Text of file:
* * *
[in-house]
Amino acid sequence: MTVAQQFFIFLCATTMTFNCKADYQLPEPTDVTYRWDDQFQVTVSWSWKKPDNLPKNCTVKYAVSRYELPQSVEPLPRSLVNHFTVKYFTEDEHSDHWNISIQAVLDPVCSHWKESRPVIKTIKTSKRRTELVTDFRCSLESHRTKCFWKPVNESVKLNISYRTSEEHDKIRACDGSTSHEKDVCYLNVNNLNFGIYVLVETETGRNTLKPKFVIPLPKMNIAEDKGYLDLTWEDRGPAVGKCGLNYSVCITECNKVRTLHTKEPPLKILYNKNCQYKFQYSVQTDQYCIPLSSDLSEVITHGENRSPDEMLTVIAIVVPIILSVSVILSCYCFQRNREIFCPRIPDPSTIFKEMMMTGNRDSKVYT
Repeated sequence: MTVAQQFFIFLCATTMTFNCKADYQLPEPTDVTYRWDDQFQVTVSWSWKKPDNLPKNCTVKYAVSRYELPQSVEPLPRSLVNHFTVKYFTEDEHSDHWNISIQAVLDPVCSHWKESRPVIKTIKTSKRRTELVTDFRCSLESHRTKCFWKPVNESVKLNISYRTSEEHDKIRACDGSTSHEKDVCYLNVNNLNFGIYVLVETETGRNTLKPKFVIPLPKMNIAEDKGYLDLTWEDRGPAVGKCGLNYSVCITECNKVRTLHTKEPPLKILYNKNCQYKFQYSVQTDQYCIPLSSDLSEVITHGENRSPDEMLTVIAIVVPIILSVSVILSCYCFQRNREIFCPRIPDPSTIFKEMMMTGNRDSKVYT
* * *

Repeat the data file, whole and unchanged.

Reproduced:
[in-house]
Amino acid sequence: MTVAQQFFIFLCATTMTFNCKADYQLPEPTDVTYRWDDQFQVTVSWSWKKPDNLPKNCTVKYAVSRYELPQSVEPLPRSLVNHFTVKYFTEDEHSDHWNISIQAVLDPVCSHWKESRPVIKTIKTSKRRTELVTDFRCSLESHRTKCFWKPVNESVKLNISYRTSEEHDKIRACDGSTSHEKDVCYLNVNNLNFGIYVLVETETGRNTLKPKFVIPLPKMNIAEDKGYLDLTWEDRGPAVGKCGLNYSVCITECNKVRTLHTKEPPLKILYNKNCQYKFQYSVQTDQYCIPLSSDLSEVITHGENRSPDEMLTVIAIVVPIILSVSVILSCYCFQRNREIFCPRIPDPSTIFKEMMMTGNRDSKVYT
Repeated sequence: MTVAQQFFIFLCATTMTFNCKADYQLPEPTDVTYRWDDQFQVTVSWSWKKPDNLPKNCTVKYAVSRYELPQSVEPLPRSLVNHFTVKYFTEDEHSDHWNISIQAVLDPVCSHWKESRPVIKTIKTSKRRTELVTDFRCSLESHRTKCFWKPVNESVKLNISYRTSEEHDKIRACDGSTSHEKDVCYLNVNNLNFGIYVLVETETGRNTLKPKFVIPLPKMNIAEDKGYLDLTWEDRGPAVGKCGLNYSVCITECNKVRTLHTKEPPLKILYNKNCQYKFQYSVQTDQYCIPLSSDLSEVITHGENRSPDEMLTVIAIVVPIILSVSVILSCYCFQRNREIFCPRIPDPSTIFKEMMMTGNRDSKVYT